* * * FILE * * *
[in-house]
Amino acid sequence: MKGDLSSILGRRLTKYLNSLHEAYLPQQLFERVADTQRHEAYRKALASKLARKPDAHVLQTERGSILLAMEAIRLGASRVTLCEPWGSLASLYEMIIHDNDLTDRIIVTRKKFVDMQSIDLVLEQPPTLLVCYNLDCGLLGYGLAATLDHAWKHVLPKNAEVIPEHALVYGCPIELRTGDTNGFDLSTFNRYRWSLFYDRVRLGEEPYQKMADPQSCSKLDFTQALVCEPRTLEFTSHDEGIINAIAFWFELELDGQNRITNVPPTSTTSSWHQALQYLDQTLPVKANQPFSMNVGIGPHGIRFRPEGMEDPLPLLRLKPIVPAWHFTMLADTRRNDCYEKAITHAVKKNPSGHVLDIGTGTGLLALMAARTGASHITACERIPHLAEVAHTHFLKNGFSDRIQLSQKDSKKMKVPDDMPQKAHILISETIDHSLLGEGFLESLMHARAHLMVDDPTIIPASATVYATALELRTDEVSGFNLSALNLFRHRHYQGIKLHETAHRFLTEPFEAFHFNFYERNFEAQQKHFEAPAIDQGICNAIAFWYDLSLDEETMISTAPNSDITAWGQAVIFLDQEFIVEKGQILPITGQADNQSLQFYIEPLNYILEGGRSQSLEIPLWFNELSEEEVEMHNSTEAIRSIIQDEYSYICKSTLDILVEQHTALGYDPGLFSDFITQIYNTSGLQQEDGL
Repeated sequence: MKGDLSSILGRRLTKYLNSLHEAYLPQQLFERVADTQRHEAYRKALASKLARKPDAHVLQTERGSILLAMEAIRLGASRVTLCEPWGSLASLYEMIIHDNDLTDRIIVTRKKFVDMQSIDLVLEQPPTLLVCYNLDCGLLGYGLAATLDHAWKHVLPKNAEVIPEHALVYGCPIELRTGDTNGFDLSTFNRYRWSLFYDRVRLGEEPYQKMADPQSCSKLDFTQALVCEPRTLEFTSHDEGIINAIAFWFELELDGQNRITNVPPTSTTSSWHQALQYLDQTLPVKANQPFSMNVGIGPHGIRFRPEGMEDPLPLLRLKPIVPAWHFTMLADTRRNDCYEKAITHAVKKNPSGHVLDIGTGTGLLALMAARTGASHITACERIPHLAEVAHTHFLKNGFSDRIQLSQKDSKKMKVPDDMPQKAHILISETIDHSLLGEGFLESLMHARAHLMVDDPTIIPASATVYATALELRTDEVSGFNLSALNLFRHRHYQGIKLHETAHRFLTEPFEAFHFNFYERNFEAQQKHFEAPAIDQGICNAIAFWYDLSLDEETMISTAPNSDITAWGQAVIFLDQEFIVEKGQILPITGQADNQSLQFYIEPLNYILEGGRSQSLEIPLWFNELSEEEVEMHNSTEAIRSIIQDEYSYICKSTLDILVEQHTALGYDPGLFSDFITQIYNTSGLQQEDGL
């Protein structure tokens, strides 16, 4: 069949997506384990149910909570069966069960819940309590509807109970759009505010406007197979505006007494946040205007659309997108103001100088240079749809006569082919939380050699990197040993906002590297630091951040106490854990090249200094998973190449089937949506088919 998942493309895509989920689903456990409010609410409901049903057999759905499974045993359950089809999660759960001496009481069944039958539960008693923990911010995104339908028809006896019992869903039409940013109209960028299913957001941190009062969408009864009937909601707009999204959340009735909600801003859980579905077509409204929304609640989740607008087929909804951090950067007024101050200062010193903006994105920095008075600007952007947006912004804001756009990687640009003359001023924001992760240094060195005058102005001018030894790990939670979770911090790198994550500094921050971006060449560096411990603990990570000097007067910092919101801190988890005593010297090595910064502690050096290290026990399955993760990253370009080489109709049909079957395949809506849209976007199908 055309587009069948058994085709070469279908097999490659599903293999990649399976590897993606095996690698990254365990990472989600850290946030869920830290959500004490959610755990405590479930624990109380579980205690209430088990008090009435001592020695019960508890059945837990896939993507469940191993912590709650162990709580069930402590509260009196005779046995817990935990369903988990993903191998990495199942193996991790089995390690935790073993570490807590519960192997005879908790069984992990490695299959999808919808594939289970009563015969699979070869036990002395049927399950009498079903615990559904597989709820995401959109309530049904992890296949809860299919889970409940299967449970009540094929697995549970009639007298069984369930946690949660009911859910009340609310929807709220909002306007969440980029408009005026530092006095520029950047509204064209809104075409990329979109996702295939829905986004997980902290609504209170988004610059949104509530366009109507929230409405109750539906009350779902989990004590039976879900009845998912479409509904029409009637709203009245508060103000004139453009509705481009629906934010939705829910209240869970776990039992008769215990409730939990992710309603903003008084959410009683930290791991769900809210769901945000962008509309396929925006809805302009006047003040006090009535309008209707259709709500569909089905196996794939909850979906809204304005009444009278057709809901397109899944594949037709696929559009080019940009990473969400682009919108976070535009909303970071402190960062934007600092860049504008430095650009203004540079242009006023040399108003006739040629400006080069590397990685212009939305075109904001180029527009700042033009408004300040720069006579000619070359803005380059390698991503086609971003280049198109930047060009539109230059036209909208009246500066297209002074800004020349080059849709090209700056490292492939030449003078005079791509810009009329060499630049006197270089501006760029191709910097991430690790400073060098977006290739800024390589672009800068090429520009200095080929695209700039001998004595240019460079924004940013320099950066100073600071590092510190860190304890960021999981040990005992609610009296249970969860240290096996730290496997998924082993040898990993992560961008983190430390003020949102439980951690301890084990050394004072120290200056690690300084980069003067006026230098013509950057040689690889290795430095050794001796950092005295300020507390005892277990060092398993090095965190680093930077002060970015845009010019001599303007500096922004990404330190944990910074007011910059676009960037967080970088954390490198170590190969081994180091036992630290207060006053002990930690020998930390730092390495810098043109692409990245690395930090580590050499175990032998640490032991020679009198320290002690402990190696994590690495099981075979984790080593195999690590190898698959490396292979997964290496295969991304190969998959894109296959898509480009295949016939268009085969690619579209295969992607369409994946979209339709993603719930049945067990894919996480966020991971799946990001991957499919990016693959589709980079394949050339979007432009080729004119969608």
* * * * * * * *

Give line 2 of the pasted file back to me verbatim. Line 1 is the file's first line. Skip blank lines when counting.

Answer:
Amino acid sequence: MKGDLSSILGRRLTKYLNSLHEAYLPQQLFERVADTQRHEAYRKALASKLARKPDAHVLQTERGSILLAMEAIRLGASRVTLCEPWGSLASLYEMIIHDNDLTDRIIVTRKKFVDMQSIDLVLEQPPTLLVCYNLDCGLLGYGLAATLDHAWKHVLPKNAEVIPEHALVYGCPIELRTGDTNGFDLSTFNRYRWSLFYDRVRLGEEPYQKMADPQSCSKLDFTQALVCEPRTLEFTSHDEGIINAIAFWFELELDGQNRITNVPPTSTTSSWHQALQYLDQTLPVKANQPFSMNVGIGPHGIRFRPEGMEDPLPLLRLKPIVPAWHFTMLADTRRNDCYEKAITHAVKKNPSGHVLDIGTGTGLLALMAARTGASHITACERIPHLAEVAHTHFLKNGFSDRIQLSQKDSKKMKVPDDMPQKAHILISETIDHSLLGEGFLESLMHARAHLMVDDPTIIPASATVYATALELRTDEVSGFNLSALNLFRHRHYQGIKLHETAHRFLTEPFEAFHFNFYERNFEAQQKHFEAPAIDQGICNAIAFWYDLSLDEETMISTAPNSDITAWGQAVIFLDQEFIVEKGQILPITGQADNQSLQFYIEPLNYILEGGRSQSLEIPLWFNELSEEEVEMHNSTEAIRSIIQDEYSYICKSTLDILVEQHTALGYDPGLFSDFITQIYNTSGLQQEDGL